Monday, March 8, 2010

It is obvious that ....

I have been reading quite a few (too many?) articles, blogs, and online debates about atheism, evolution, young earth creationism, and biblical interpretation. I would like to suggest a moratorium on phrases such as the following:

"it is obvious that...."
"the Bible clearly says..."
"you are being irrational...."
"any rational person can see that...."
"there are a lot of very intelligent people who believe X [or not X]"
"science has clearly proven...."
"it is ridiculous to believe Y...."

If I am debating another person who sees things differently than me than I am not sure I can justify claiming my point of view is "obvious".

Sunday, March 7, 2010

The God Delusion debate in Brisbane

This coming Wednesday night parts of the God Delusion Debate between Richard Dawkins and John Lennox will be shown in Brisbane. [7pm, March 10, Raybould Lecture Theatre, Hawken Engineering Building, University of Queensland].
A number of Christian scientists (including myself) will be available afterwards to answer questions.

Saturday, March 6, 2010

The love of money is the root of all kinds of evil

The Week had an extract from a Rolling Stone article, Wall Street's Bailout Hustle.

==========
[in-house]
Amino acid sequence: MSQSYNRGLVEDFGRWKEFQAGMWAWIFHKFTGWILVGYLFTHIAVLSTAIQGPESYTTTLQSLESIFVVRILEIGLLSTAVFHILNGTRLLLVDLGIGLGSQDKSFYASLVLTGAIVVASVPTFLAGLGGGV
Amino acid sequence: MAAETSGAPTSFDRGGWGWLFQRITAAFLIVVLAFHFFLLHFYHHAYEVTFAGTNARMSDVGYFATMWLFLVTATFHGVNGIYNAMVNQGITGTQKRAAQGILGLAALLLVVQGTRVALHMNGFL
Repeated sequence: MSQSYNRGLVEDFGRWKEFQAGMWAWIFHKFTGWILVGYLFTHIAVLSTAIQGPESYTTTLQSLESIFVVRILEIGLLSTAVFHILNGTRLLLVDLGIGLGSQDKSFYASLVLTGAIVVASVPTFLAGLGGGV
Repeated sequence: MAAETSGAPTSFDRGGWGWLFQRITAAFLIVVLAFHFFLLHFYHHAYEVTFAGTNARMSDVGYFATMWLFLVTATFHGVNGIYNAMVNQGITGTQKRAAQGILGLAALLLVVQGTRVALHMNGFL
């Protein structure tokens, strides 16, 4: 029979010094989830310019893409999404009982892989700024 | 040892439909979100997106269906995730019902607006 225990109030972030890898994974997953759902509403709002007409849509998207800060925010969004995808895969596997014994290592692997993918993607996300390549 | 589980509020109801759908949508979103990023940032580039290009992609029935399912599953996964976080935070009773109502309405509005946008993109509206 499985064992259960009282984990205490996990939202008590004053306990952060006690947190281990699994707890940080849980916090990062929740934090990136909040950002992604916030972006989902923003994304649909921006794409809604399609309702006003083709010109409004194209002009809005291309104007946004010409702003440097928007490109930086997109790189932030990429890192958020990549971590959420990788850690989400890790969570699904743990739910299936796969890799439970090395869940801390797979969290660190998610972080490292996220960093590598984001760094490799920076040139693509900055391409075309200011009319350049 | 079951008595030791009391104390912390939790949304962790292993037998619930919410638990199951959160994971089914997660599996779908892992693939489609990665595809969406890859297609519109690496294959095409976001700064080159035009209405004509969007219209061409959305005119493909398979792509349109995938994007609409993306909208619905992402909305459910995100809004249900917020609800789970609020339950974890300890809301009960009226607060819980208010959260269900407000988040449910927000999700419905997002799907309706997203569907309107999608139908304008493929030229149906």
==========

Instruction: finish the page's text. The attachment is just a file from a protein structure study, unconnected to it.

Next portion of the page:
It is truly shocking.

Using science demonstrations to help teach kids about God

Here are the slides from the elective I am giving today at the IGNITE conference.

Friday, March 5, 2010

The God Delusion debate II

The end of The God Delusion Debate, between Richard Dawkins and John Lennox is fascinating. You can see the whole debate online here. In his closing statement John Lennox discusses our innate desire for justice and quotes from Acts 17 (Paul's address at the Areopagus in Athens)

God commands all people everywhere to repent, 31because he has fixed a day on which he will judge the world in righteousness by a man whom he has appointed; and of this he has given assurance to all by raising him from the dead."

Richard Dawkins response to Lennox is similar to some of the Athenian's response to Paul:

32Now when they heard of the resurrection of the dead, some mocked.

Thursday, March 4, 2010

Some challenges to Christian postgraduates and academics

Get involved with a Christian peer group on campus. (i.e. a weekly Bible study or prayer group with your academic/professional peers).

Attend some undergraduate Christian group events. It is a great encouragement for them if you are there.

Be known as a Christian.